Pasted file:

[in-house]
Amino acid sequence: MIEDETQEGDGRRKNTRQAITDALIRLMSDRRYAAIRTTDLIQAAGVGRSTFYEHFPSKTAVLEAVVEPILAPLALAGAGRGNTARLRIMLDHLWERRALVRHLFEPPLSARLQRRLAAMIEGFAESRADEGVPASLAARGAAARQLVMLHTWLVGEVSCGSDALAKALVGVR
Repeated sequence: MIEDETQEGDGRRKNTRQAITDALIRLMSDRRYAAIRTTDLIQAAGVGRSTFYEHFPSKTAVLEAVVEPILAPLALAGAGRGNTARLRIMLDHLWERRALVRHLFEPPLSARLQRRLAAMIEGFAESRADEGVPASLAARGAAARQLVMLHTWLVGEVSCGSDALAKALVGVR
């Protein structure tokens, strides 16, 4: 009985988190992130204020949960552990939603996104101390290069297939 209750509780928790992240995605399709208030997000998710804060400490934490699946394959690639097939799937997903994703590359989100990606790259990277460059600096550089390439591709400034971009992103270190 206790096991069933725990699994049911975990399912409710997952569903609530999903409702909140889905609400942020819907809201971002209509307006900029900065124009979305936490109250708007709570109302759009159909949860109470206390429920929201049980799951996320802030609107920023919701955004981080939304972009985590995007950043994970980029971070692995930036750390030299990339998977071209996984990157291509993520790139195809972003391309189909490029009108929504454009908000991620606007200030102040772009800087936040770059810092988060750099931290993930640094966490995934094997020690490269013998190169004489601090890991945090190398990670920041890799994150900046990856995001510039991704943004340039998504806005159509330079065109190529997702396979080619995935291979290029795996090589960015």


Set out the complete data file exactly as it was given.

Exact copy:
[in-house]
Amino acid sequence: MIEDETQEGDGRRKNTRQAITDALIRLMSDRRYAAIRTTDLIQAAGVGRSTFYEHFPSKTAVLEAVVEPILAPLALAGAGRGNTARLRIMLDHLWERRALVRHLFEPPLSARLQRRLAAMIEGFAESRADEGVPASLAARGAAARQLVMLHTWLVGEVSCGSDALAKALVGVR
Repeated sequence: MIEDETQEGDGRRKNTRQAITDALIRLMSDRRYAAIRTTDLIQAAGVGRSTFYEHFPSKTAVLEAVVEPILAPLALAGAGRGNTARLRIMLDHLWERRALVRHLFEPPLSARLQRRLAAMIEGFAESRADEGVPASLAARGAAARQLVMLHTWLVGEVSCGSDALAKALVGVR
């Protein structure tokens, strides 16, 4: 009985988190992130204020949960552990939603996104101390290069297939 209750509780928790992240995605399709208030997000998710804060400490934490699946394959690639097939799937997903994703590359989100990606790259990277460059600096550089390439591709400034971009992103270190 206790096991069933725990699994049911975990399912409710997952569903609530999903409702909140889905609400942020819907809201971002209509307006900029900065124009979305936490109250708007709570109302759009159909949860109470206390429920929201049980799951996320802030609107920023919701955004981080939304972009985590995007950043994970980029971070692995930036750390030299990339998977071209996984990157291509993520790139195809972003391309189909490029009108929504454009908000991620606007200030102040772009800087936040770059810092988060750099931290993930640094966490995934094997020690490269013998190169004489601090890991945090190398990670920041890799994150900046990856995001510039991704943004340039998504806005159509330079065109190529997702396979080619995935291979290029795996090589960015």